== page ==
Not long after The Commissary opened, two chefs sat in a break room area akin to a living room with soft seating, a decorative rug and coffee table. With a wall of cookbooks behind them, they conferred, sharing ideas for an upcoming collaboration dinner.

Not long after The Commissary opened, two chefs sat in a break room area akin to a living room with soft seating, a decorative rug and coffee table. With a wall of cookbooks behind them, they conferred, sharing ideas for an upcoming collaboration dinner.

When Kate Djupe saw this, she nearly cried. "It was one of my more emotional moments," says The Commissary founder, who on the inside was screaming, "It's working!"

The 16,000-square-foot Commissary on Dublin Road in Marble Cliff was designed for meetings such as this, and for the execution of food-related ideas. It's a warehouse-shaped incubator of sorts with a commercial kitchen, storage and event facilities created to cater to those with one-off ideas (like pop-up dinners or cooking classes) to food startups (caterers and food trucks) to existing, cottage-industry businesses that need a place to scale up.

But unlike other incubators strictly for industry folk, Djupe wants The Commissary to be a community gathering place. That's why the space is open to the public with low-commitment offerings like a cookbook and cake pan library, dining events and culinary classes in the 2,000-square-foot kitchen.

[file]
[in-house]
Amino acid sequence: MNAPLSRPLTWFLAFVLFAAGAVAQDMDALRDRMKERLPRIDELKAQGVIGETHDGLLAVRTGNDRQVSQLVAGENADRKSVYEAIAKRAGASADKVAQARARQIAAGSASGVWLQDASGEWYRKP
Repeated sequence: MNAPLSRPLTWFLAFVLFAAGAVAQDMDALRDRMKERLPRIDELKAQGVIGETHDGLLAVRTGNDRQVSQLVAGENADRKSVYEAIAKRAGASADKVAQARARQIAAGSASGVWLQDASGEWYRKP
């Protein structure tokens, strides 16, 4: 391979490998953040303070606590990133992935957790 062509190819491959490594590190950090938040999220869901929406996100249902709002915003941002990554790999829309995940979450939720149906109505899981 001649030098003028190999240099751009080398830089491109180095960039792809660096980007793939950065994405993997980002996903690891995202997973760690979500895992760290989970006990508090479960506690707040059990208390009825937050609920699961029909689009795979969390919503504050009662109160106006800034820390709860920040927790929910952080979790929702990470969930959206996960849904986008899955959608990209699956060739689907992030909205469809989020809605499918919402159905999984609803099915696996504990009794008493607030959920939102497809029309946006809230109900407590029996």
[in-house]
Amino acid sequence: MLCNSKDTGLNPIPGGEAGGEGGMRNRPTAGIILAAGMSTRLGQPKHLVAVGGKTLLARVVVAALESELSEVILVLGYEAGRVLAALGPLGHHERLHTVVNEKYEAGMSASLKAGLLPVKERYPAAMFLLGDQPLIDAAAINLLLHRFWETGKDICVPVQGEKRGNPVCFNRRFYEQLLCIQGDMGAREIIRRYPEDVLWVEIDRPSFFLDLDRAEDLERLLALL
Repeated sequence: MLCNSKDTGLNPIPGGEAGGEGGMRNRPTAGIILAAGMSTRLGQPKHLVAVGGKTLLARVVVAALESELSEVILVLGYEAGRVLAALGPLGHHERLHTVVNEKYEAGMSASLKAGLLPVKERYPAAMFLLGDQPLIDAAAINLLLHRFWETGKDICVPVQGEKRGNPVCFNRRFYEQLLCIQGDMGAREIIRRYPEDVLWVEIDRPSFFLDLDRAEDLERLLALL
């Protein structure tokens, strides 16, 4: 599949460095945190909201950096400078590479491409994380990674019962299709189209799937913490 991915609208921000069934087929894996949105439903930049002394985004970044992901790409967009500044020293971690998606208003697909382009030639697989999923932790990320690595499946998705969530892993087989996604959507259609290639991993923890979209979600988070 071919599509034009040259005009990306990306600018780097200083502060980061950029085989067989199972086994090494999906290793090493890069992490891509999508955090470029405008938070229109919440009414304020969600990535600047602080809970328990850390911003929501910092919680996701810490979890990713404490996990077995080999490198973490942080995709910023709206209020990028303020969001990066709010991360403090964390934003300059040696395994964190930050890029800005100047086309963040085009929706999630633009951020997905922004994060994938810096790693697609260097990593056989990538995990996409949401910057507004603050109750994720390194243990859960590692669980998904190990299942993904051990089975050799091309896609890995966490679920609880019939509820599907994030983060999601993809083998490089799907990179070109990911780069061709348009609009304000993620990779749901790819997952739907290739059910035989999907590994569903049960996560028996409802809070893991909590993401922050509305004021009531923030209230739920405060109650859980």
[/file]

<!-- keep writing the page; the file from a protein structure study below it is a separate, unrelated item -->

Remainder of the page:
Since it opened in November, The Commissary's event calendar has been filled with pop-up dinners and cooking classes hosted by area chefs and bakers. Some visiting pros are chefs searching for a professional home, like former Veritas chefs Silas Caeton and Avishar Barua, who hosted a Midwestern-themed dinner in January. Others are cooks with experience to share, such as Guang Jiao of Helen's Asian Kitchen, who showed students the art of Chinese dumplings, or Matt Swint of Matija Breads, who taught a class on bread making.

If coffee or brews are more your thing, there's also a space designated as the "Lab," where would-be coffee roasters and beer brewers can tinker with equipment or sign up for classes.

"Food is what brings a community together, and if there's some way we can help or give back, then we just wouldn't be living up to our goals if we didn't," says Djupe, adding any food created in The Commissary kitchens can be donated to a charity. "We want to bring anybody, everybody into our kitchens and our space.

"I love Columbus, and I love the food we have here," she continues, "but I am really excited about helping anybody with ideas to make more food and better food."